Scrambled. Do these at the end so that they are hot when you serve

Tomato Salsa: For this one I diced two tomatoes, 1/4 of a red onion (finely diced), 1 clove of freshly minced garlic, 2 handfuls of fresh coriander,  pepper and the juice of one lime. Mix.

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Flour Tortillas
: I made the dough in the Thermomix but you could mix it by hand.  370g flour, 180ml lukewarm water, 40g olive oil, 1 tsp sodium free baking powder.  Add to TM bowl, blitz speed 5 for 10 seconds.  Knead setting for 2 minutes.  Tip dough out, roll into big ball then divide into 8 equal portions.  Roll with rolling pin.  Fry in hot, dry (no oil) flying pan for 1-2 minutes or until it bubbles, then flip.  The second side never takes as long.  AND the first tortilla never works!  Note to self: make a small one to be 'first one' that goes in the trash!

Top the tortillas with whatever combo of the above ingredients you want ... we add Avocado and Sour Cream too. Fold it up and eat it ! So good !!

Pecan Pie Energy Balls

I got a Thermomix for Christmas. Having been diagnosed with high blood pressure last year, I have had to make a lot of dietary changes ... basically needing to make EVERYTHING (processed) from scratch. I kept thinking that a Thermomix would really help me do that! I was given the opportunity to borrow one from a friend for a few weeks to see they are really all that they are touted to be. They are ... and more! And now, one lives in my kitchen. I'm still learning how to use it to it's full capacity but I use it A LOT!

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One thing I've been wanting to make is energy balls and when I saw a few recipes for Pecan Pie flavoured ones, I HAD to try them.  (I didn't use any one recipe but a  combination of a few.) I've made these a few times since!!  They are amazing.  Or should I say amazeballs? You know, since they are balls ... No?  Ok ... forget I said that.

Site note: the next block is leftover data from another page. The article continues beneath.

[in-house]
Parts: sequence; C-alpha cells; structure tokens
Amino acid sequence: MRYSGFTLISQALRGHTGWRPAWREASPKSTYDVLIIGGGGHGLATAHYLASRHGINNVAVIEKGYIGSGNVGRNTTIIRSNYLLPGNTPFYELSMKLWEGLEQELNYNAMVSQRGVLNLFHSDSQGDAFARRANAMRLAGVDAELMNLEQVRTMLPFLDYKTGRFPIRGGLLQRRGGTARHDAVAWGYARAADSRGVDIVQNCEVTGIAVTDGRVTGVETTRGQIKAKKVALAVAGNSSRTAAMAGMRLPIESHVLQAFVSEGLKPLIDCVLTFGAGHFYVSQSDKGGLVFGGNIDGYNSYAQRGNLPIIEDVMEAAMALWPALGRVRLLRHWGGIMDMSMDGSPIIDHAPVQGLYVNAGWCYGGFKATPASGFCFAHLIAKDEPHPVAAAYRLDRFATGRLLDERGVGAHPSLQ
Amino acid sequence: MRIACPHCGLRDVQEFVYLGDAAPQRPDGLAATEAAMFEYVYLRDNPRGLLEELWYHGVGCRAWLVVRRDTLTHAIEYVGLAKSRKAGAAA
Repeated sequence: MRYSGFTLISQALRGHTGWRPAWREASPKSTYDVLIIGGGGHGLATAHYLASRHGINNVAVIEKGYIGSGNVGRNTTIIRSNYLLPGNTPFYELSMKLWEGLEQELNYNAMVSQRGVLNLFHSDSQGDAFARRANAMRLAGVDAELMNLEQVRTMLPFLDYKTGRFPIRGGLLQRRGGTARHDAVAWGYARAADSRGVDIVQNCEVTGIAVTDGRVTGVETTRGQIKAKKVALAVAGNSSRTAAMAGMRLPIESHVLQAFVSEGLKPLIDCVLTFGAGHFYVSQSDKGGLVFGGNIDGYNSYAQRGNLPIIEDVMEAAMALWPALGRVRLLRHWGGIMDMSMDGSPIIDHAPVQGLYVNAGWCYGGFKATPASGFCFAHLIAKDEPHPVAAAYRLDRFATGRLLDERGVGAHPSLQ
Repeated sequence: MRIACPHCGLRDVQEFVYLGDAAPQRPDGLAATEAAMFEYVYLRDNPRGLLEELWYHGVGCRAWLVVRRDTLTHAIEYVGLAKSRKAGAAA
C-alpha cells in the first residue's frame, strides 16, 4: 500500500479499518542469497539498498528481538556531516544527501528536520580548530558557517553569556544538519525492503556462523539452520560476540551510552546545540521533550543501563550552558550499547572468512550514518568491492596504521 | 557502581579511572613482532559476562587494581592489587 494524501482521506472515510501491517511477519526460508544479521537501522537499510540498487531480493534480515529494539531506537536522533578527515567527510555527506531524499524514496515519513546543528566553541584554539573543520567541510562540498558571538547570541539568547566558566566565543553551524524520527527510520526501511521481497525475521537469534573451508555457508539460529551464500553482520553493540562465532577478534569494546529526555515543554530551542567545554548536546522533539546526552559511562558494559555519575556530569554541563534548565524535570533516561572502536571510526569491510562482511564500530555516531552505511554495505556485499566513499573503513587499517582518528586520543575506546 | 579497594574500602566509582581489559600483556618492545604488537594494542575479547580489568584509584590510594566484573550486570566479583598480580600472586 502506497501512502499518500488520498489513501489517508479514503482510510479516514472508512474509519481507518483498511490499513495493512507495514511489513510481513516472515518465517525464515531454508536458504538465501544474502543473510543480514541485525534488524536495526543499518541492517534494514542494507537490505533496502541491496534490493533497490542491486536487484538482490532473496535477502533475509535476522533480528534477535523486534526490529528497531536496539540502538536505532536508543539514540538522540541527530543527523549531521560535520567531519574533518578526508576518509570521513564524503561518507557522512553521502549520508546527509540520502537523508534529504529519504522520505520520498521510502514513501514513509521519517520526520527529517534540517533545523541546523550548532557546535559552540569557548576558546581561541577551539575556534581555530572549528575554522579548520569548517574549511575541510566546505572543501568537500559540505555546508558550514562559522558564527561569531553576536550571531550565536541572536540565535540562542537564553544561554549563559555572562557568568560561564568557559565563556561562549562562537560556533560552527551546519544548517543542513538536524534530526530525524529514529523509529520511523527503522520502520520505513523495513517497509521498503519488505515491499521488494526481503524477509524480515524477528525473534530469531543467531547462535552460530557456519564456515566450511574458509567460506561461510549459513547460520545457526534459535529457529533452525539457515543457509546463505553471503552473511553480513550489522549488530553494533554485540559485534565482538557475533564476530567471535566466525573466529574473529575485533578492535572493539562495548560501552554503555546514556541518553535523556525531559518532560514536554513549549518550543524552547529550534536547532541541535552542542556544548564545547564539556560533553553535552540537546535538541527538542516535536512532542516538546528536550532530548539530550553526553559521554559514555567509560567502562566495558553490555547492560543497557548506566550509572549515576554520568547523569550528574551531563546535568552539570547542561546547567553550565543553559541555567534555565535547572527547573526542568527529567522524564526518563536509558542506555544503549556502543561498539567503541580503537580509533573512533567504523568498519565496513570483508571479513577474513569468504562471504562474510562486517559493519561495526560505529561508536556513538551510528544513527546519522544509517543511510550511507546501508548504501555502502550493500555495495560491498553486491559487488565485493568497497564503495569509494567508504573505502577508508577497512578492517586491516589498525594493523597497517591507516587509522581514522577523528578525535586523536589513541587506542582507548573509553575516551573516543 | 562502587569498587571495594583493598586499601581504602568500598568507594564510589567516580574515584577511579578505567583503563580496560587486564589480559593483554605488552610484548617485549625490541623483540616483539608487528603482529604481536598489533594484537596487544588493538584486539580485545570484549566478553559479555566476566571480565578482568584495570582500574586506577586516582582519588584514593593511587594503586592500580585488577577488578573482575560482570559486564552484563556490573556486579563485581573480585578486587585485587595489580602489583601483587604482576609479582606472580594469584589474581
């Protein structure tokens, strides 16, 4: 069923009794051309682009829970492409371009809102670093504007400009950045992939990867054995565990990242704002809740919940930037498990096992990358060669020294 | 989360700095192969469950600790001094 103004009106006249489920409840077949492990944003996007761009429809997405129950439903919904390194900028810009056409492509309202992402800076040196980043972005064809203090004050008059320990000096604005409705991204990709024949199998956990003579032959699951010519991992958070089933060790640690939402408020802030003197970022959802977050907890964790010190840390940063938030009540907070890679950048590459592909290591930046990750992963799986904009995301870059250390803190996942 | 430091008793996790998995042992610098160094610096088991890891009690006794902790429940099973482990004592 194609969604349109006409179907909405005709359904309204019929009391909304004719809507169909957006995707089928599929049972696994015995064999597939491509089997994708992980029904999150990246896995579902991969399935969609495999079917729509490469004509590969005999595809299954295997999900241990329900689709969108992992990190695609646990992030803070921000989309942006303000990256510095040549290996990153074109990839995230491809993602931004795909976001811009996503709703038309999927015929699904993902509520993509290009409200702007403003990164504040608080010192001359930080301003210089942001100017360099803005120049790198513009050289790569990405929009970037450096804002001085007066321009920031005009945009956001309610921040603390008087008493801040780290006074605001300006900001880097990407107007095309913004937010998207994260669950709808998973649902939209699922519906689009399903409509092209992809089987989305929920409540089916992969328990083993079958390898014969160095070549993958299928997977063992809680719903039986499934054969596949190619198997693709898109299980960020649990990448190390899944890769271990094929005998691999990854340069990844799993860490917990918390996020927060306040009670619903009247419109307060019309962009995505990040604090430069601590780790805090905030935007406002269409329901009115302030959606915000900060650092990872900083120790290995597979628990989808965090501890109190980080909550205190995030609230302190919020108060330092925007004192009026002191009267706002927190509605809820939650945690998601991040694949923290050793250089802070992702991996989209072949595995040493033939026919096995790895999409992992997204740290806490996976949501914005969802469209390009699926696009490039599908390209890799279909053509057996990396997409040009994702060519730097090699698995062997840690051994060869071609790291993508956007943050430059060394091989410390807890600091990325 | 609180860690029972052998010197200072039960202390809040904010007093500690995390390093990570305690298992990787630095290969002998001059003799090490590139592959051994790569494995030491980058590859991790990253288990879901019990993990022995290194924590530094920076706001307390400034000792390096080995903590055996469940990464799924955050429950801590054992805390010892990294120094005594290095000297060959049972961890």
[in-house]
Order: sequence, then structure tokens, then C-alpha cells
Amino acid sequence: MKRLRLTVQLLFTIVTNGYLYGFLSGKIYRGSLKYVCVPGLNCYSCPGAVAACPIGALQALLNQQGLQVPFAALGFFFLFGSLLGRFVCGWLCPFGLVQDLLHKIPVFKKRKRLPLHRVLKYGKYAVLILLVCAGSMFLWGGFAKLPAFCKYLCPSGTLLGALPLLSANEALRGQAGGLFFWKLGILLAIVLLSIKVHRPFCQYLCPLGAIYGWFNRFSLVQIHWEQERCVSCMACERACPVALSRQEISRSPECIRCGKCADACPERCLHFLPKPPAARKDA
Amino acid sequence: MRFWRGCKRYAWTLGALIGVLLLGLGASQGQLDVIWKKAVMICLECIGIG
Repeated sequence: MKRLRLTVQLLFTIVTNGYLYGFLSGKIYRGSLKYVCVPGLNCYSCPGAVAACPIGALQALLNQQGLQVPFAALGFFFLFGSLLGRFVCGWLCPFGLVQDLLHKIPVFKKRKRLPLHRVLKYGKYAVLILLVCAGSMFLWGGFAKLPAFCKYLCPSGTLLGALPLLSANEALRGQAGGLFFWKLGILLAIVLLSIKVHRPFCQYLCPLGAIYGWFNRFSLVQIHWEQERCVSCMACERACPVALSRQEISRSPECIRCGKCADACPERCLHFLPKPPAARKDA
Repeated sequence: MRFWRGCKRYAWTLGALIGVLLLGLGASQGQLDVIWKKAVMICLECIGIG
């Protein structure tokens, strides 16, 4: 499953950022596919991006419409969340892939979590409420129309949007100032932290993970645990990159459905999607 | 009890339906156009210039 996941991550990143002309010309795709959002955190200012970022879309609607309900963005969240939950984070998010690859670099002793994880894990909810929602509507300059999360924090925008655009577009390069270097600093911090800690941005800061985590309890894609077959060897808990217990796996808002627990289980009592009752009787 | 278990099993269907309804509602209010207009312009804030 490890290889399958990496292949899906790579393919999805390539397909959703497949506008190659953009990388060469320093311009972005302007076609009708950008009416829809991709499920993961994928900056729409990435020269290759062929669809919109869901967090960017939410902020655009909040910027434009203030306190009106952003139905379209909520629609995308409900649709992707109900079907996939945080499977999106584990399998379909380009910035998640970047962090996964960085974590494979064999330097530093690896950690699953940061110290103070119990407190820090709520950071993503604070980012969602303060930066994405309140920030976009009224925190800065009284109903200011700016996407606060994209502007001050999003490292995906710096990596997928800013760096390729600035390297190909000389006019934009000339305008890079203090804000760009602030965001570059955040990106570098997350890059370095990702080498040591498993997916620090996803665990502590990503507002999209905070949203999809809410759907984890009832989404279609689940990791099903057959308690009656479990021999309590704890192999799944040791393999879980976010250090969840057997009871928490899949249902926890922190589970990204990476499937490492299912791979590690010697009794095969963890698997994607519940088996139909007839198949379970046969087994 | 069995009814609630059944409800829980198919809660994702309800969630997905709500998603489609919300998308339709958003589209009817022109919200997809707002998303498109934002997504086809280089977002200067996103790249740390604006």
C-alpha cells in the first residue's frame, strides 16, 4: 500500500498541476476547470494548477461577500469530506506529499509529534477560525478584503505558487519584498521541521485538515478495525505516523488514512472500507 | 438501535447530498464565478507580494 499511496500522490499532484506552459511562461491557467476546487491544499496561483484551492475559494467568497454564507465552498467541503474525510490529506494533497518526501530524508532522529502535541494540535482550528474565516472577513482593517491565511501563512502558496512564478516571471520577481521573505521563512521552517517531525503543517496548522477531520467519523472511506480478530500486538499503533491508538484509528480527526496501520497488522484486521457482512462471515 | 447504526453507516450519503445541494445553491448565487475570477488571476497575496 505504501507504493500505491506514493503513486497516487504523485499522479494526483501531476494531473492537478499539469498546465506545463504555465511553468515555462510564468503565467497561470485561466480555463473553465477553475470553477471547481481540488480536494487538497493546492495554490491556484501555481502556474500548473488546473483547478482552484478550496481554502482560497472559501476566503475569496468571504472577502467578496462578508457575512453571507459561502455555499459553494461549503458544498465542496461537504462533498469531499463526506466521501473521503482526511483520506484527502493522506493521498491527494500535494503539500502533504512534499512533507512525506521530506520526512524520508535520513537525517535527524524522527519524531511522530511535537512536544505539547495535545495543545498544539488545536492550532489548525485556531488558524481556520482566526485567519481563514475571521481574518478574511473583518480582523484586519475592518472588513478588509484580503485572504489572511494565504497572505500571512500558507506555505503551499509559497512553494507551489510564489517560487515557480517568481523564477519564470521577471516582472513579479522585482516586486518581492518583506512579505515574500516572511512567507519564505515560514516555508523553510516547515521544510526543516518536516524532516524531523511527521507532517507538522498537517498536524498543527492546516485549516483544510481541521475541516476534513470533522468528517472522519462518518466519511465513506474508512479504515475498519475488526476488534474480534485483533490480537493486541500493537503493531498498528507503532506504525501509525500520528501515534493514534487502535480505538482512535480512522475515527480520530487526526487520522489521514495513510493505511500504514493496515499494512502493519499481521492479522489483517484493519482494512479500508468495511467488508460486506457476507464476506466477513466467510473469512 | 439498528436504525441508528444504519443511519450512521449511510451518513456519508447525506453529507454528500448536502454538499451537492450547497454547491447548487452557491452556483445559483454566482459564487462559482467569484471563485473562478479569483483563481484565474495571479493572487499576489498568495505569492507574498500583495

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Now ... you don't need a Thermomix to make these.  You could totally make them in a food processor. (You might want to do the nuts and dates separately and then add everything else?)

Thermomix measures in grams (right in the machine!!) so I'll put the measurements in grams ... sorry, you'll just have to grab out your kitchen scales!

350g pitted dates
65g rolled oats
30g pure maple syrup
1 tsp vanilla extract (I use my homemade vanilla)
1 tsp cinnamon
180g pecans

Chuck them all in the Thermomix together ... 12 seconds on speed 7. 
Roll them into balls.  
And that's it!!

Keep in fridge.  Not that they keep very long ... they get gobbled up pretty quick in this house!

Double Choc Chip Cream Cheese Cookies